We’ve said many times that gastric sleeve surgery isn’t a “magic pill” for weight loss. It does offer a huge advantage for obese people, but patients still need to put in the work post-surgery. One of the best ways to shed excess weight and keep it off? Eating the right foods. And for many gastric sleeve patients (including my own staff!), that means a keto aspect diet.
What is ketosis?
In short, ketosis is when your body is fueled almost completely by fat. It happens when you eat a very low-carb diet, which is also called a keto diet. The name comes from “ketones,” which are a type of fuel your body uses when there isn’t much glucose (blood sugar) available. There’s a lot more science involved, but the upshot is that ketosis increases your fat burn immensely.
The condition kicks in when your levels of insulin, which is your fat-storing hormone are low. You can check whether you’re in ketosis via a urine testing strip (which measures ketones) or with blood or breath samples. But there are plenty of ways to determine your ketosis status without measuring anything:
• Are you thirsty? You need to drink a lot of water and get enough salt on this diet; otherwise, you’ll develop a dry mouth feeling and will be thirsty a lot.
• Not hungry much anymore? Many people following a keto diet report that their hunger is significantly decreased. While we’re not sure exactly why this happens, it’s likely because your body is using fat stores for energy, which means you don’t need to resupply it as often.
• Is your brain sharper? One of the best parts about ketosis is that it’s said to clear “brain fog.” You might be thinking more clearly and have more energy.
The Pros and Cons
Those are some pretty significant pros. Add to that list: more endurance during exercise and an improvement in diseases like Type II diabetes, epilepsy, PCOS, and others. It can even clear up acne.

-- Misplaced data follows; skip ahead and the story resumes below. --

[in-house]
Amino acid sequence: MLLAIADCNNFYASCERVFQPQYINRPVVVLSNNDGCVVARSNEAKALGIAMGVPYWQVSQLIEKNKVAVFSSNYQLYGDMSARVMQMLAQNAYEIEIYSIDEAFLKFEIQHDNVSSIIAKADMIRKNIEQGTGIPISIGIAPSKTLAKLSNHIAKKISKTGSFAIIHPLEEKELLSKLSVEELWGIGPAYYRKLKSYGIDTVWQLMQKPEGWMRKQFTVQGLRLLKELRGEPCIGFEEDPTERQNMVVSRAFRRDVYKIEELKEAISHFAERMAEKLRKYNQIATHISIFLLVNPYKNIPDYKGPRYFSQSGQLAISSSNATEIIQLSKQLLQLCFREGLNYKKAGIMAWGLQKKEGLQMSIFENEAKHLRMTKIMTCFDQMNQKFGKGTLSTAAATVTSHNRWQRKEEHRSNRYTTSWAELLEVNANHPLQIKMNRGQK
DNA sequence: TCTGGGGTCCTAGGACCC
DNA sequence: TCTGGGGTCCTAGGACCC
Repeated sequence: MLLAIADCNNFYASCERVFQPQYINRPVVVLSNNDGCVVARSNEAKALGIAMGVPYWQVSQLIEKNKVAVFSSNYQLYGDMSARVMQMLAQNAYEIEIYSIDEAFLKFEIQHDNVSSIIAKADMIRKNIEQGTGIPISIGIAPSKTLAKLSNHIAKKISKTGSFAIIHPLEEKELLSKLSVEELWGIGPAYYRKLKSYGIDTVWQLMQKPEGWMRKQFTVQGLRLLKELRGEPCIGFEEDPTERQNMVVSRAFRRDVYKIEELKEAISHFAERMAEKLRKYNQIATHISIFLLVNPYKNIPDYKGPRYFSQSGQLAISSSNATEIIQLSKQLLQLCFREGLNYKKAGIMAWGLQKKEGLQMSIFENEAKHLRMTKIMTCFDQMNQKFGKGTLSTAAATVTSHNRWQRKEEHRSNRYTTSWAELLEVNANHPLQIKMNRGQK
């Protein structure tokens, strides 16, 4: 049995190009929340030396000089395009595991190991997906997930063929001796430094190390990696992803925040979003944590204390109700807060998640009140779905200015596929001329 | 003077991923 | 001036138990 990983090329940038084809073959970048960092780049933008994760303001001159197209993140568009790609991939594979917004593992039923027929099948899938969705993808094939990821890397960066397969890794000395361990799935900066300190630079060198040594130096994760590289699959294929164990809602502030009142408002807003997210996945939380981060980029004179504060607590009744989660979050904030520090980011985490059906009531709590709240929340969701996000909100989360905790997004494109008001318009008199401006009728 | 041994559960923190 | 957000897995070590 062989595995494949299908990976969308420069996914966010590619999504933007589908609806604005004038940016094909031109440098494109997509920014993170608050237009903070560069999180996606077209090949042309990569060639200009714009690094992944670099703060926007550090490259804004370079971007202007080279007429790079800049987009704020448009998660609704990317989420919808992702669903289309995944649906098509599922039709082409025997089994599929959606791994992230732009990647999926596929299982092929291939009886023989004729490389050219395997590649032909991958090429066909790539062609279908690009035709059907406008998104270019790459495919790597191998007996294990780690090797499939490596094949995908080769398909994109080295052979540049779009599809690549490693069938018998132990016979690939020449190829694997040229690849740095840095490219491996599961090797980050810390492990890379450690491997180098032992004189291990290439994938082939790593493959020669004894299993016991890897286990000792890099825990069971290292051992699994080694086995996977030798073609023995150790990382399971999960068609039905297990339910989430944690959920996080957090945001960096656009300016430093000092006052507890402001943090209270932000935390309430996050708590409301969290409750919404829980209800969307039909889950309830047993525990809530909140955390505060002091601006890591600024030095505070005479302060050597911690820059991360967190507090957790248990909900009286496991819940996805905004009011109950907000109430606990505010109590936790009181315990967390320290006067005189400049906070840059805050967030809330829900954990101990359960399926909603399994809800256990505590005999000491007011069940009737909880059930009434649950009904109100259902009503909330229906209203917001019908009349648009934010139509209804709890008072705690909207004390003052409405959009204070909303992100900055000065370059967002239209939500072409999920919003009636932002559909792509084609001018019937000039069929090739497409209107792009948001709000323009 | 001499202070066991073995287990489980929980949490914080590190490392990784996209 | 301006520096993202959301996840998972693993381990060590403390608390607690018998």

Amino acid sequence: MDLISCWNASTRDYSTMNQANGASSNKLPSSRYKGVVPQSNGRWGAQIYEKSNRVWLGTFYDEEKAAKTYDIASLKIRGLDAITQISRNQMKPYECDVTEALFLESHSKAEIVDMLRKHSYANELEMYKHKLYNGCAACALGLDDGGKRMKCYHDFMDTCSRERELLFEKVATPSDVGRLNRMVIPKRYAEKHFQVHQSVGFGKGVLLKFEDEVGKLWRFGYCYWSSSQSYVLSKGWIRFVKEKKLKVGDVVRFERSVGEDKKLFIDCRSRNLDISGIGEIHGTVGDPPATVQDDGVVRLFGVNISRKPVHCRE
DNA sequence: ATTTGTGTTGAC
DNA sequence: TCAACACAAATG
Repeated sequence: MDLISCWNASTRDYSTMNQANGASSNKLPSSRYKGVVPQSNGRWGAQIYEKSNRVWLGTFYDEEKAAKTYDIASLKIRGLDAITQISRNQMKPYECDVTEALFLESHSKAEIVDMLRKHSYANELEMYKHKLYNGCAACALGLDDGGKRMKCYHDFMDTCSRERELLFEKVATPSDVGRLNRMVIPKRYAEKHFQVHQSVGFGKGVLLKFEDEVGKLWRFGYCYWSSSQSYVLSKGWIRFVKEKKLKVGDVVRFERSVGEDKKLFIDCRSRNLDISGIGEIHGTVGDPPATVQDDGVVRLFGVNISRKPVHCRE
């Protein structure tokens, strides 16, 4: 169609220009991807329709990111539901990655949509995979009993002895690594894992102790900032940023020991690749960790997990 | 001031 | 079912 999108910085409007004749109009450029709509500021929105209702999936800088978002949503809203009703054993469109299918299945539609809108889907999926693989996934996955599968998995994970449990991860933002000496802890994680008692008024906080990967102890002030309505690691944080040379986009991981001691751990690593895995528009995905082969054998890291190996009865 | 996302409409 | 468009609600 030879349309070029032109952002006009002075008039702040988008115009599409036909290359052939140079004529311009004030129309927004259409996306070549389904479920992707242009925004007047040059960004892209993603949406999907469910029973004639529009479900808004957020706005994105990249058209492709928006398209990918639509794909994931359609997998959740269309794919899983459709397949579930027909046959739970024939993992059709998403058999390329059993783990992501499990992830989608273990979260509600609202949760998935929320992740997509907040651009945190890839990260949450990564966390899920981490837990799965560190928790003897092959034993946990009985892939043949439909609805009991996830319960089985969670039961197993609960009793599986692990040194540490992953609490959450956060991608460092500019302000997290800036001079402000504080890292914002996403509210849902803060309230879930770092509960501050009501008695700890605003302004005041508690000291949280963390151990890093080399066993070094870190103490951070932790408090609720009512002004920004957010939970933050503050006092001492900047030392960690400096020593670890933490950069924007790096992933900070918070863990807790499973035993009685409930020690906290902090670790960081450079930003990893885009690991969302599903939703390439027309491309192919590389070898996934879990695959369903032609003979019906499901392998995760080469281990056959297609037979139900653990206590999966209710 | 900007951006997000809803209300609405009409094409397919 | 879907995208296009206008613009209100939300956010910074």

But because you’re throwing your body into a much different fuel system, you can experience some side effects, especially at first. Headaches, leg cramps, and constipation are common. Not to mention that newbies tend to be a bit cranky and tired in the beginning, before the opposite kicks in.
One thing to point out here is that “ketosis” and “ketoacidosis” are very different things, though even medical professionals sometimes mix them up. Ketosis is usually a good thing, while ketoacidosis is always unsafe and can even be fatal. Ketoacidosis happens when ketones are produced in dangerously high levels, with symptoms like nausea, vomiting, and stomach pain. If it’s not treated right away, coma and death can follow.
If you’re healthy, ketosis doesn’t lead to ketoacidosis. But people who have Type I diabetes, are on SGLT-2 inhibitors for Type II diabetes, or are breastfeeding shouldn’t do a keto diet. Ketoacidosis is still a rare outcome for these people, but it’s not worth the risk.
Get Started on a Keto Diet
Here’s another misconception about a keto diet: Low-carb doesn’t mean overdosing on protein. It’s actually designed to include a moderate amount of protein and lots of fat. To reach ketosis (which is a scale, rather than an all-or-nothing state), focus on avoiding most carbohydrates. Ideally, you’ll stay below 20 grams a day and certainly not more than 50 grams of net carbs a day.
So what should you eat? Good candidates, ranked by the net carbs per serving: meats, fats like butter and olive oil, and fish and seafood are 0. Cheese and eggs are 1. Non-starchy veggies (broccoli, lettuce, peppers, tomatoes, etc.) range from 1 to 5. Contrast that with starchy vegetables like potatoes, which clock in at 17, and fruits, which can have up to 20. Also on the “no-no” list are foods such as pasta, rice, breads, juice, and candy, which can pack up to 70 grams.
To wrap up, there are several important steps to begin your keto journey:
1. Limit your carbs, with 20 grams a day being a good goal. Keep in mind that fiber doesn’t need to be restricted, as it doesn’t count toward net carbohydrates (and can help with that pesky constipation).
2. Keep protein to a reasonable level—meaning about 1 gram per kilogram of body weight, or about 90 grams a day for a 200-pound person. Remember that too much protein won’t help you reach optimal ketosis.
3. Natural fat is your friend. It keeps you satisfied and on track.
4. Don’t snack out of habit. Limit your snacks so you can concentrate on the right foods at mealtimes and so your body can stay at a good level of ketosis.
Is a keto diet right for you after gastric sleeve? Get in touch with us today to learn more about this and all other aspects of gastric sleeve surgery.
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